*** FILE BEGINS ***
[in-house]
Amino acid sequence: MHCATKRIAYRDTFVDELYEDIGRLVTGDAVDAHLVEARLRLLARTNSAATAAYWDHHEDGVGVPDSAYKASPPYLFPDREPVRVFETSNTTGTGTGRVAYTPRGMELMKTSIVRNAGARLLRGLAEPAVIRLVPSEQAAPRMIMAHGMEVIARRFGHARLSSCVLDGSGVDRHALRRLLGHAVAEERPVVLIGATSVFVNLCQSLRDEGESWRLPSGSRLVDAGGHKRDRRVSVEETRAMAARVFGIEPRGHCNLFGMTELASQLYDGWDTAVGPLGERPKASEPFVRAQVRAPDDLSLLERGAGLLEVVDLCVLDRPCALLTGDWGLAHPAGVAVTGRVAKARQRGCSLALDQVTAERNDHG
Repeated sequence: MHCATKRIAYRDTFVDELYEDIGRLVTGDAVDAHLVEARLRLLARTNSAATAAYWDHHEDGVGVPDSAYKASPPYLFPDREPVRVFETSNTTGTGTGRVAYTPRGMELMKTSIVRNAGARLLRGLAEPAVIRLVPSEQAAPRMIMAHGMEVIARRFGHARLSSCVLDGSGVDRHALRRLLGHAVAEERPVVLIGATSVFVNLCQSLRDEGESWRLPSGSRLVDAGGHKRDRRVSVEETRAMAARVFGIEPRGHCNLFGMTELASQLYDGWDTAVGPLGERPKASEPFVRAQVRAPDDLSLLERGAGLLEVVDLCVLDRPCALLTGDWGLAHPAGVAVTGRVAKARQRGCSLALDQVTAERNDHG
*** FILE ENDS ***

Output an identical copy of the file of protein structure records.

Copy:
[in-house]
Amino acid sequence: MHCATKRIAYRDTFVDELYEDIGRLVTGDAVDAHLVEARLRLLARTNSAATAAYWDHHEDGVGVPDSAYKASPPYLFPDREPVRVFETSNTTGTGTGRVAYTPRGMELMKTSIVRNAGARLLRGLAEPAVIRLVPSEQAAPRMIMAHGMEVIARRFGHARLSSCVLDGSGVDRHALRRLLGHAVAEERPVVLIGATSVFVNLCQSLRDEGESWRLPSGSRLVDAGGHKRDRRVSVEETRAMAARVFGIEPRGHCNLFGMTELASQLYDGWDTAVGPLGERPKASEPFVRAQVRAPDDLSLLERGAGLLEVVDLCVLDRPCALLTGDWGLAHPAGVAVTGRVAKARQRGCSLALDQVTAERNDHG
Repeated sequence: MHCATKRIAYRDTFVDELYEDIGRLVTGDAVDAHLVEARLRLLARTNSAATAAYWDHHEDGVGVPDSAYKASPPYLFPDREPVRVFETSNTTGTGTGRVAYTPRGMELMKTSIVRNAGARLLRGLAEPAVIRLVPSEQAAPRMIMAHGMEVIARRFGHARLSSCVLDGSGVDRHALRRLLGHAVAEERPVVLIGATSVFVNLCQSLRDEGESWRLPSGSRLVDAGGHKRDRRVSVEETRAMAARVFGIEPRGHCNLFGMTELASQLYDGWDTAVGPLGERPKASEPFVRAQVRAPDDLSLLERGAGLLEVVDLCVLDRPCALLTGDWGLAHPAGVAVTGRVAKARQRGCSLALDQVTAERNDHG